The Role of a Good Leader
Good leaders can be found at different levels within an organization, not just at the top of an organization. Roles they fill help a company to realize a variety of benefits, including staying financially solvent, establishing goals and being positively perceived by the public. During challenging times such as economic recessions and company layoffs, leaders’ abilities can be tested. However, even during normal business conditions, effective leaders are relied upon to offer direction to their companies and workforce.
Good leaders ensure that their employees and clients are kept aware of major changes impacting the departments and/or companies they lead. For example, they may schedule conference calls or in-person meetings to let employees know about upcoming company mergers or acquisitions. They also meet with employees and clients and listen to their concerns. Following these discussions, good leaders may take steps to improve products, services and/or organizational processes and procedures employees and/or clients expressed disapproval with. As noted in the January 19, 2012, Harvard Business Review article, “What Do Good Global Leaders Do," good leaders, “work hard to be present in company locations all over the world, not only to spread messages but to learn and listen.”
Whether they are managing or leading small, mid-size or large organizations, good leaders build strong teams. They may achieve this by hiring workers who understand and fit their organization’s culture. For example, managers of companies with hierarchy cultures might hire employees who enjoy working for organizations that place a lot of emphasis on chains of command and job levels. To build strong teams, good leaders also are fair and non-discriminatory toward workers. They avoid favoritism and ensure qualified workers get opportunities to succeed and advance.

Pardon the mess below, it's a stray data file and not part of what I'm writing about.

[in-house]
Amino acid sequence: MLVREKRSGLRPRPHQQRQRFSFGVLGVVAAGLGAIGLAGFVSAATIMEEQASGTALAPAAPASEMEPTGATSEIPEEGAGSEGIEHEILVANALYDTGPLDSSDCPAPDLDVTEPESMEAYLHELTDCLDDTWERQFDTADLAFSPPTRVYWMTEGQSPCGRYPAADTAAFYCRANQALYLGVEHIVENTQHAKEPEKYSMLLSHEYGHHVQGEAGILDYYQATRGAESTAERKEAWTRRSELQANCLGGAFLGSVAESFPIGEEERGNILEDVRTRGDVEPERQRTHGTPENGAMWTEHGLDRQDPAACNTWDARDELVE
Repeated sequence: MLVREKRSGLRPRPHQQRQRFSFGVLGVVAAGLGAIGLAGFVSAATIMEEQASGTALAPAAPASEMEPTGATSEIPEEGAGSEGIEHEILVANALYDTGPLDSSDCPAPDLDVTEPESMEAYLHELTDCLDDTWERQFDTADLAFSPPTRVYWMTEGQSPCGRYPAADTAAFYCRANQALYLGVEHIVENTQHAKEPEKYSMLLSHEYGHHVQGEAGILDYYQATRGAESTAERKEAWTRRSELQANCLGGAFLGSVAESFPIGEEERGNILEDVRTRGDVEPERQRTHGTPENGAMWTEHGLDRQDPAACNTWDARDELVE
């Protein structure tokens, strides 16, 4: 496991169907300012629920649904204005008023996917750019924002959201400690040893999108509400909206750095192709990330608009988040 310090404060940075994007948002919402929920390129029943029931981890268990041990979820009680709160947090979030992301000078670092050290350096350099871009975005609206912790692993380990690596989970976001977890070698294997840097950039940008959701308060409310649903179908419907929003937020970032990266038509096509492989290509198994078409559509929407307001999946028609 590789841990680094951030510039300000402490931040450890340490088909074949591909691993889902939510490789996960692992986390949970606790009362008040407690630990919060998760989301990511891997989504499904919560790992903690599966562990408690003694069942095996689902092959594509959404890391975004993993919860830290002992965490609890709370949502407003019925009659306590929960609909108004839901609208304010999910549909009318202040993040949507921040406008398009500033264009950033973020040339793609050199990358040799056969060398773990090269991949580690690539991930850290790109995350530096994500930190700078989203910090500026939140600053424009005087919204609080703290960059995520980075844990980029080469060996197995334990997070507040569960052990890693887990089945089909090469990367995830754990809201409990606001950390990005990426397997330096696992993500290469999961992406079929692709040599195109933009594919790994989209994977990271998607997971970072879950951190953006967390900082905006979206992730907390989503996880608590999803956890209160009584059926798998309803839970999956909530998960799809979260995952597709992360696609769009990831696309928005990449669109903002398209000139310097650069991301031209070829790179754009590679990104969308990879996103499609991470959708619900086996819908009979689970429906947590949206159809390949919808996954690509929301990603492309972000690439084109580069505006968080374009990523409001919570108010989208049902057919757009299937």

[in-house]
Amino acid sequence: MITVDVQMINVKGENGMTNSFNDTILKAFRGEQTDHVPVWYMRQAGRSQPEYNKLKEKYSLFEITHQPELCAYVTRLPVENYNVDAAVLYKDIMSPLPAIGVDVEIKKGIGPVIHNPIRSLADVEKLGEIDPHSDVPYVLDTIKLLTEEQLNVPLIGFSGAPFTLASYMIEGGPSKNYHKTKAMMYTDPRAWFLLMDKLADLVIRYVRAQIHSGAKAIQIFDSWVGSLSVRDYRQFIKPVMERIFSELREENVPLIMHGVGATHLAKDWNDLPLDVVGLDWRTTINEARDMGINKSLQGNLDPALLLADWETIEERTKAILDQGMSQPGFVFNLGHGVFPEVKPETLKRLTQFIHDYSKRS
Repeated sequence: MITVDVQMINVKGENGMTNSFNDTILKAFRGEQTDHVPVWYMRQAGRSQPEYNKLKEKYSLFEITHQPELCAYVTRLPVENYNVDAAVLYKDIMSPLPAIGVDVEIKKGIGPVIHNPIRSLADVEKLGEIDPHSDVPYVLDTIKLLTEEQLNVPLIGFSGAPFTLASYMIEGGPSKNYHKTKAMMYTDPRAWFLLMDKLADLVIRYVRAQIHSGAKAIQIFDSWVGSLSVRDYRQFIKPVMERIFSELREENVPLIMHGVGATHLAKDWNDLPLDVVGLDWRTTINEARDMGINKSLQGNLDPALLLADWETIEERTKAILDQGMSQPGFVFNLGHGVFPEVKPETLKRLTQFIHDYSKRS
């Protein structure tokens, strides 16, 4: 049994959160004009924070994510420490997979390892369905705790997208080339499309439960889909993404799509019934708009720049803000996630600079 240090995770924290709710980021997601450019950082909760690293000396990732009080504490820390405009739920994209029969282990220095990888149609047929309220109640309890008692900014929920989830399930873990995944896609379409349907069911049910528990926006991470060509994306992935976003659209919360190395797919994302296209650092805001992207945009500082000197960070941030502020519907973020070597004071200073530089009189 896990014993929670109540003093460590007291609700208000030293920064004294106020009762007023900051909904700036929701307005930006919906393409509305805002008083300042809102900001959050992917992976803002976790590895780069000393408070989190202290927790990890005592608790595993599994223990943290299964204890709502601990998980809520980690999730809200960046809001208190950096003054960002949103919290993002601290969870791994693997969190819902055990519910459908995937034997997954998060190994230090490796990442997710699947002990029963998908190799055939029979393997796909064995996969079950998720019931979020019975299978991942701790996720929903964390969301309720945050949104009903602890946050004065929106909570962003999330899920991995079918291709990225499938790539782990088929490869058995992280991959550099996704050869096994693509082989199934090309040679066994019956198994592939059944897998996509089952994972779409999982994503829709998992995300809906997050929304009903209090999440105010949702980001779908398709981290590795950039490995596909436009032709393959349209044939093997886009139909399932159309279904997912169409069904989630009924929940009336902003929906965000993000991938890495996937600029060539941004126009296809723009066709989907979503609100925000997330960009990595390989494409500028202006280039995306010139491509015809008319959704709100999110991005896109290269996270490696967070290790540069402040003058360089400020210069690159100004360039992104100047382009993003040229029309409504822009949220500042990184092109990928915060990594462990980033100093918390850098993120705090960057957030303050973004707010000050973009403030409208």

Even during down economies, good leaders adhere to high ethical standards. They avoid breaking local, state and federal laws and regulations. They also comply with policies created by the organizations where they work. For example, the owner of a financial services firm avoids participating in insider trading even if doing so would generate more revenues for her company. Furthermore, good leaders encourage their workers to adhere to ethical standards as well.
Confidence is a trademark of good leaders. While performing their jobs, good leaders use confidence to manage organizations through crisis, such as unfavorable market shifts. They also use crisis or unwanted events, such as a significant decline in customer sales, to review organizational operations. As reported in the March 5, 2009, Wall Street Journal “Leadership In Crisis, How to be a Leader” article, “A crisis provides the leader with the platform to get things done that were required anyway and offers the sense of urgency to accelerate their implementation.” Should changes need to made at the organizations where they work, good leaders make those changes, even if doing so makes them unpopular with employees for awhile. For example, good leaders may sell parts of their business, replace ineffective workers or restructure their entire organizations to remain competitive in the marketplace.